Feeling The Natural Gas Crunch

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At Rohsler's Nursery in Allendale, N.J., they've cleared out their biggest greenhouses and consolidated their stock. Owner Bruce Rosler says he's trying to conserve energy, after his natural gas bill jumped 60 percent.

"I did a double take," Rosler said. "We have no heat on."

Why have natural gas prices exploded? As CBS News Business Correspondent Anthony Mason reports, analysts say it's simple supply and demand.

"Historically, we use about 1.4 percent more gas each year. This year, we're running upwards of 4 percent consumption higher than a year ago," explains Donato Eassey, a Merrill Lynch energy analyst.

Blame the weather, Eassey says. Several mild winters kept usage down and hid a growing shortage of natural gas. After the price plummeted two years ago, many drillers simply stopped drilling.

Higher prices have the wells working again, but it will be awhile before supply can catch up.

"We have some 90-day wonder wells, if you will, but basically you're looking about six to 18 months to get significant production online," Eassey says.

Natural gas not only heats more than half the nation's homes. It powers most of the new electricity plants, driving those rates up too, and many states won't allow cheaper forms of energy.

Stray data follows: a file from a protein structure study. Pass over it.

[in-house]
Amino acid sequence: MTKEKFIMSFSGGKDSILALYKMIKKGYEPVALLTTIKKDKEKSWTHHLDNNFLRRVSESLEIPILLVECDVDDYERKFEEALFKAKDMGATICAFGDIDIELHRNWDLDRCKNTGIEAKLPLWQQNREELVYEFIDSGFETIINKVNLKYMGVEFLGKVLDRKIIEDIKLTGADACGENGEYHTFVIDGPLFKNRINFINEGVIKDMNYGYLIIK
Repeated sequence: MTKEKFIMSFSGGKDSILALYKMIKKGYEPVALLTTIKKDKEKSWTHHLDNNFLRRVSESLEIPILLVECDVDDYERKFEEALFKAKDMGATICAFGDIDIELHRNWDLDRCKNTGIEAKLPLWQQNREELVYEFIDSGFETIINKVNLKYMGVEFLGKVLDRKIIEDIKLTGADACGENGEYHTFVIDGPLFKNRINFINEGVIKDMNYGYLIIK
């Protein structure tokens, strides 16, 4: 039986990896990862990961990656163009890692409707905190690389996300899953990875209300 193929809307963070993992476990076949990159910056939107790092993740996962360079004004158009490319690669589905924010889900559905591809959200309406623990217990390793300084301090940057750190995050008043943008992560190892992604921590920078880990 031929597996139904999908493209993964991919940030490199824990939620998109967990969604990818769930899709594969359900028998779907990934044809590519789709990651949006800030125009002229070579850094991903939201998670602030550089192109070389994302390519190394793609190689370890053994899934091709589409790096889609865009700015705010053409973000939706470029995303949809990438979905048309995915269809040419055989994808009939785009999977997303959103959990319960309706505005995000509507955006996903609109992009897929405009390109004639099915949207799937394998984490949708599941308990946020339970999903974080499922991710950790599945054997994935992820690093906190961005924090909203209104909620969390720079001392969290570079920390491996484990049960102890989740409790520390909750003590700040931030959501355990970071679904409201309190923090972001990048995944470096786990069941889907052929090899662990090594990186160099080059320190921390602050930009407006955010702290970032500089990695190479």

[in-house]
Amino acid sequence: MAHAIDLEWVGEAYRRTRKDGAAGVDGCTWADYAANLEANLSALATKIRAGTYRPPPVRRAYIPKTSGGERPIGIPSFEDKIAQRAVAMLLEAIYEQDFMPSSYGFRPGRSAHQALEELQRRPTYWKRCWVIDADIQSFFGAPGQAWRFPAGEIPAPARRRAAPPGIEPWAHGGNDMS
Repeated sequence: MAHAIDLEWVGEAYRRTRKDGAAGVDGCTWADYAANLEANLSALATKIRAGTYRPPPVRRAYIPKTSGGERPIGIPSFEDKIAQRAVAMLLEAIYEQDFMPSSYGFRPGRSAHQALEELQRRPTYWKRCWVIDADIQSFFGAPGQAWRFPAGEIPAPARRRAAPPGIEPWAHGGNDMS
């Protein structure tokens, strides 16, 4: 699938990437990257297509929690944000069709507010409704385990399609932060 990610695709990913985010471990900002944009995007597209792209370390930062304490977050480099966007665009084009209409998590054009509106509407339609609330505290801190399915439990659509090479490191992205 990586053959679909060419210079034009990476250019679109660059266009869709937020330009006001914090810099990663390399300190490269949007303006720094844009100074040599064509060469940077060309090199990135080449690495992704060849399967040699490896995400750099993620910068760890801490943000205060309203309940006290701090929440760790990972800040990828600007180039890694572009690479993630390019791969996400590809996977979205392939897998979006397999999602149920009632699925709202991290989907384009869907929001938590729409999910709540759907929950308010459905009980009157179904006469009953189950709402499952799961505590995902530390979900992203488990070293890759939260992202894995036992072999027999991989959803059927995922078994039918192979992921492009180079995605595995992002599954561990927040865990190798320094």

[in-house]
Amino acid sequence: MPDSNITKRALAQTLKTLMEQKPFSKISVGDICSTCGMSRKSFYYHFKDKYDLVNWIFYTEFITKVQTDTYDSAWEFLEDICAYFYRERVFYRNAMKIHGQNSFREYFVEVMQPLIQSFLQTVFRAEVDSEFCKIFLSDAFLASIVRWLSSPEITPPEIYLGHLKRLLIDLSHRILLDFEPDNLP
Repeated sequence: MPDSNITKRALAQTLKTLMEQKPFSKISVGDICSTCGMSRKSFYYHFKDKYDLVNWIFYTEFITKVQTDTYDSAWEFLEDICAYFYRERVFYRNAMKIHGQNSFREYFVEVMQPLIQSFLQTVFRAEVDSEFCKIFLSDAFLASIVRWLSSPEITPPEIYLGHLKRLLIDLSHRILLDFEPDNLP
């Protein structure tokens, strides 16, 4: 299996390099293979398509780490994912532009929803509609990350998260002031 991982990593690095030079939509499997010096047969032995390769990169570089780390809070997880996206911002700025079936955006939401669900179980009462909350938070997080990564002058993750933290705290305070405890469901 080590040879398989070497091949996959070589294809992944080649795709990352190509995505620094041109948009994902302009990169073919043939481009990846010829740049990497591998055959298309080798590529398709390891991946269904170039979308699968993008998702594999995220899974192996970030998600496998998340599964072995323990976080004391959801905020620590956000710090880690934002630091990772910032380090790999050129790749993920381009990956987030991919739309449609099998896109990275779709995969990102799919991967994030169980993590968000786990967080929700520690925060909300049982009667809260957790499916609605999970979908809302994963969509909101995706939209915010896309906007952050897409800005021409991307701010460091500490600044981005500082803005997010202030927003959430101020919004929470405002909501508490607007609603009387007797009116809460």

"Nuclear (power), coal — those kinds of sources that have been key to our growth are no longer (considered) environmentally acceptable," notes Bill Brier of the Edison Electric Institute.

So as the gas meter ticks up, who is making all the money in the energy crisis? Two examples: Enron, which buys and sells power, saw its energy profits up 250 percent. Reliant, a company that generates and markets electricity, saw its earnings jump 600 percent.

"The producers are definitely doing better, but keep in mind they suffered through many, many years of very low gas prices," Eassey says.

Now it's Bruce Rohsler's business that's suffering, and he says he can't see spring soon enough.

"No, that'll be very nice ...70 degrees ...very nice," he remarks.